plantar wart

Plantar Warts

Plantar warts are small growths that usually appear on the heels or other weight-bearing areas of your feet. This pressure may also cause plantar warts to grow inward beneath a hard, thick layer of skin (callus).

Plantar warts are caused by HPV. The virus enters your body through tiny cuts, breaks or other weak spots on the bottom of your feet.

Symptoms

Plantar wart signs and symptoms include:

  • A small, fleshy, rough, grainy growth (lesion) on the bottom of your foot, usually the base of the toes and forefoot or the heel.
  • Hard, thickened skin (callus) over a well-defined “spot” on the skin, where a wart has grown inward.
  • Black pinpoints, which are commonly called wart seeds but are actually small, clotted blood vessels.
  • A lesion that interrupts the normal lines and ridges in the skin of your foot.
  • Pain or tenderness when walking or standing.

Causes

Plantar warts are caused by an infection with HPV in the outer layer of skin on the soles of your feet. They develop when the virus enters your body through tiny cuts, breaks or other weak spots on the bottoms of your feet.

HPV is very common, and more than 100 kinds of the virus exist. But only a few of them cause warts on the feet. Other types of HPV are more likely to cause warts on other areas of your skin or on mucous membranes.

Risk factors

Anyone can develop plantar warts, but this type of wart is more likely to affect:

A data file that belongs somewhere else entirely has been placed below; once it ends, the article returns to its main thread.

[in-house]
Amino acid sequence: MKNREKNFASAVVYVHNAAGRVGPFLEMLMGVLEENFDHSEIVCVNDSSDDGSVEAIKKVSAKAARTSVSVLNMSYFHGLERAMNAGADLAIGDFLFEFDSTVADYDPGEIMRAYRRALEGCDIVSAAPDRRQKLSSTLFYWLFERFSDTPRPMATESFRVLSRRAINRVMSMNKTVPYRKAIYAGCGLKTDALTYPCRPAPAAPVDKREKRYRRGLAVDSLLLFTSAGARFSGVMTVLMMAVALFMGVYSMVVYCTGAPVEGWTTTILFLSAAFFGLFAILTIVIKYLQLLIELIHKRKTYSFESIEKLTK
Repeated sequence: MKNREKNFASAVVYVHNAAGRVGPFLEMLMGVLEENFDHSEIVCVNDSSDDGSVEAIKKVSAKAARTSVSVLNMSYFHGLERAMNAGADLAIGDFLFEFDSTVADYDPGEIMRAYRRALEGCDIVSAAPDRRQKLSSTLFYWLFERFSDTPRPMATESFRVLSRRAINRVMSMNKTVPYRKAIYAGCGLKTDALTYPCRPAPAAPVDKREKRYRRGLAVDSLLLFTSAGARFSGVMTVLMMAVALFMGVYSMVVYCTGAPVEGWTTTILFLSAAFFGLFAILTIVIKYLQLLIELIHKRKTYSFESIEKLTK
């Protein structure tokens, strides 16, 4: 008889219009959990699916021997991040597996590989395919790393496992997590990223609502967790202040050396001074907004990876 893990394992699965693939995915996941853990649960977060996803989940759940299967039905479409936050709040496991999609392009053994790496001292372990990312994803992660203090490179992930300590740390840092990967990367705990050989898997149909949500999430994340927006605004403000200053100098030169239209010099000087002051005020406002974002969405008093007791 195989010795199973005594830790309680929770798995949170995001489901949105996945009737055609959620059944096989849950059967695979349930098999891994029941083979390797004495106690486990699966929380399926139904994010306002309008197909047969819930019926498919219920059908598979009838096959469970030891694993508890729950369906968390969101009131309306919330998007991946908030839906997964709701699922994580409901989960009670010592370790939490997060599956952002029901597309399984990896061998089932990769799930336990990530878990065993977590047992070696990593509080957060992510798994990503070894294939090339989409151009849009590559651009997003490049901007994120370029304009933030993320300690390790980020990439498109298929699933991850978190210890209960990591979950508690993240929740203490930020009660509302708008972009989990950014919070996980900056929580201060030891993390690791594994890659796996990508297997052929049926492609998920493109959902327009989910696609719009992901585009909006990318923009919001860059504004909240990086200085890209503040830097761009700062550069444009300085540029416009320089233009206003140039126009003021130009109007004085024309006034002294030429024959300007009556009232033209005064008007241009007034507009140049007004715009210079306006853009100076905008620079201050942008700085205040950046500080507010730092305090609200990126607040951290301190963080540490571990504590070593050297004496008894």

• Children and teenagers.
  • People with weakened immune systems.
  • People who have had plantar warts before.
  • People who walk barefoot where exposure to a wart-causing virus is common, such as locker rooms.

Prevention

To reduce your risk of plantar warts:

  • Avoid direct contact with warts. This includes your own warts. Wash your hands carefully after touching a wart.
  • Keep your feet clean and dry. Change your shoes and socks daily.
  • Avoid walking barefoot around swimming pools and locker rooms.
  • Don’t pick at or scratch warts.

Diagnosis

  • Examining the lesion.
  • Paring the lesion with a scalpel and checking for signs of dark, pinpoint dots — tiny clotted blood vessels.
  • Removing a small section of the lesion (shave biopsy) and sending it to a laboratory for analysis.

Treatment

Most plantar warts are harmless and go away without treatment, though it may take a year or two. If your warts are painful or spreading, you may want to try treating them with over-the-counter (nonprescription) medications or home remedies

  • Stronger peeling medicines.
  • Freezing medicines cryotherapy.
  • Immune therapy.
  • Surgery.
  • Laser treatment.

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